Friday, April 15, 2011

Signs that the economy is bad, April 15, 2011 edition

Welcome to another edition of "Signs that the economy is bad" here at The Itinerant Librarian. And how appropriate that I can bring you another edition on Tax Day. Yes, the Fed may say you still have until Monday, but if you have to do state income taxes, they are most likely due today. I hope my three readers out there have their taxes done already. Anyhow, for any stragglers that somehow managed to find this blog, this semi-regular feature (as in when I find enough links and feel like posting it) is where I scour the Internet, so you don't have to, in order to find the oh-so-subtle signs that the economy is still bad. Because no matter what the pundits and hotshots say in terms of the economy improving, things are pretty bad out there. You can't always tell given a lot of the spin, and that is where I come in. So, let us see what I have recently found. By the way, when I started these posts, I mostly meant it as a joke, and yes, some of the posts have been humorous. However, I am noticing the tone, and stories, getting a bit more serious. I can only say that just reflects what is out there. It is not just the wealthy whining they can't fly their private jets anymore. Things are really hitting everyone now, including yours truly.

  • Americans are outsourcing their execution materials. Yes, these days Americans will outsource just about anything, and of course, while jobs are lost here, it is someone else's gain. In this case, we are talking the drugs used in lethal injections for executions. According to The Atlantic, "the scramble for foreign-suppliers of lethal injection drugs, and the surrounding controversy, has arisen because the American company that manufactured sodium thiopental, Hospira, ceased production at its plant in North Carolina last year." So, it was already outsourced to Italy,  because apparently they can't make the stuff in the U.S., but the Italians stopped supplying it, so it means more business for someone else to make some money on it.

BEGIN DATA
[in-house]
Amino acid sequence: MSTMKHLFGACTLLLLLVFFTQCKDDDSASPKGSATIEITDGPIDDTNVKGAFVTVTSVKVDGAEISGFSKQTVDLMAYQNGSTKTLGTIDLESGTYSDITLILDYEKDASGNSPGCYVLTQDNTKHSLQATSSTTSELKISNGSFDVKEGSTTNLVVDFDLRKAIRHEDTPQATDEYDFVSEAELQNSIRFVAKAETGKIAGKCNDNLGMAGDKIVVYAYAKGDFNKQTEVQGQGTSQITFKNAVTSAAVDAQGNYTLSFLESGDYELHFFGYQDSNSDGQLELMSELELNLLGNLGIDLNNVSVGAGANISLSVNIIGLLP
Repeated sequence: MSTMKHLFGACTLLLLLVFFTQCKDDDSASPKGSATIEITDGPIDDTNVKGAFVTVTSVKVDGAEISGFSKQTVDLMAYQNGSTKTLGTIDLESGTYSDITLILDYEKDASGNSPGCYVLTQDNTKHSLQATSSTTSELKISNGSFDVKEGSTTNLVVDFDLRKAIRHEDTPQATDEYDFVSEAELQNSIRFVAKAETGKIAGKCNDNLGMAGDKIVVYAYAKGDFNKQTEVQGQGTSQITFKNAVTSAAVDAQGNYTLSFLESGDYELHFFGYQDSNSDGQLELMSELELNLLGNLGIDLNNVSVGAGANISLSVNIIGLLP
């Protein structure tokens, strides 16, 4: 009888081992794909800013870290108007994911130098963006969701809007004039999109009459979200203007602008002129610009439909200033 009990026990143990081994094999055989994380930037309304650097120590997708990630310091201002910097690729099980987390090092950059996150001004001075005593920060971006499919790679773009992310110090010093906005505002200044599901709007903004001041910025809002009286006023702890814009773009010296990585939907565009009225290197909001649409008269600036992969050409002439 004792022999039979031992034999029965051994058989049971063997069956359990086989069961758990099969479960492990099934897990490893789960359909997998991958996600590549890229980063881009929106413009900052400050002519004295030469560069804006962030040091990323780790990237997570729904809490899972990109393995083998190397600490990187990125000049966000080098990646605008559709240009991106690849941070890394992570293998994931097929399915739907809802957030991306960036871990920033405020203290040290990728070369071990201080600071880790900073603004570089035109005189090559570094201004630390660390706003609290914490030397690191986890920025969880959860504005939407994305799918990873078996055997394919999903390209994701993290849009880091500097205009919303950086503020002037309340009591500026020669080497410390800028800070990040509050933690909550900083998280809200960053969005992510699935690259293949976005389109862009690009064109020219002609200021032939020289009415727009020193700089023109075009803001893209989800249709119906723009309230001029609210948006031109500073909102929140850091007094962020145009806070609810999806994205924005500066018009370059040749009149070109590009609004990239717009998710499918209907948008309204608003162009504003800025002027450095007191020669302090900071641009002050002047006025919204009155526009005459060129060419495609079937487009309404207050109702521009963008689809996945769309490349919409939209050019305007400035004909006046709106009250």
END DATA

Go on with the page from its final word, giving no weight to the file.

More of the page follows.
• Guess what is becoming the number one beverage ordered in American restaurants? Is it wine? Beer? Soda? None of the above. According to this article out of Dow Jones, "Cocktails might be trendy, but water is increasingly the beverage of choice for consumers dining out." This refers to tap water, by the way. So, apparently people are not totally ready to give up on eating out just yet, but they are certainly ordering less and keeping things as cheap as possible. With the uptick in gas prices, I am sure this trend will continue.
  • By the way, that catfish platter that southerners like so much? The price may well be going up. Or, odds are increasing the catfish may come from Asia. Yes, it seems American catfish farmers are struggling with the bad economy. For one, people are eating out less. Two, imported catfish is cheaper, and some restaurants are basically outsourcing their catfish suppliers. See the story out of The Wall Street Journal entitled "South Sings Catfish Blues" for details. This one I just found interesting, in part, because in some parts of East Texas, fish fries and eating out where you can get catfish is quite popular.
  • Usually, we think of lawyers as people who do make some pretty good money. Granted, it does depend on what area of law they practice (a public defender probably makes a hell less than a corporate attorney working for a big banking conglomerate). Now, you know a lawyer may be up the creek when he is actually peddling papers, as in academic papers. Yes, in this story out of Worcester Telegram & Gazette, that is precisely the case. The lawyer in question was suspended "after running an advertisement on Craigslist offering to write and edit papers and essays for students." Of course, being less than smart by doing things like bragging you work for the Massachusetts Appeals Court certainly does not help.
  • And it seems even rich sorority girls are feeling the pinch of the economy as well as business for designer dress rentals for social functions is going up. On the one hand, I guess daddy is not able to pay for all of the princess's expenses. On the other hand, this may not be such a bad sign: the dress rental place is certainly doing business. Found via Campus Overload blog. 

    No comments: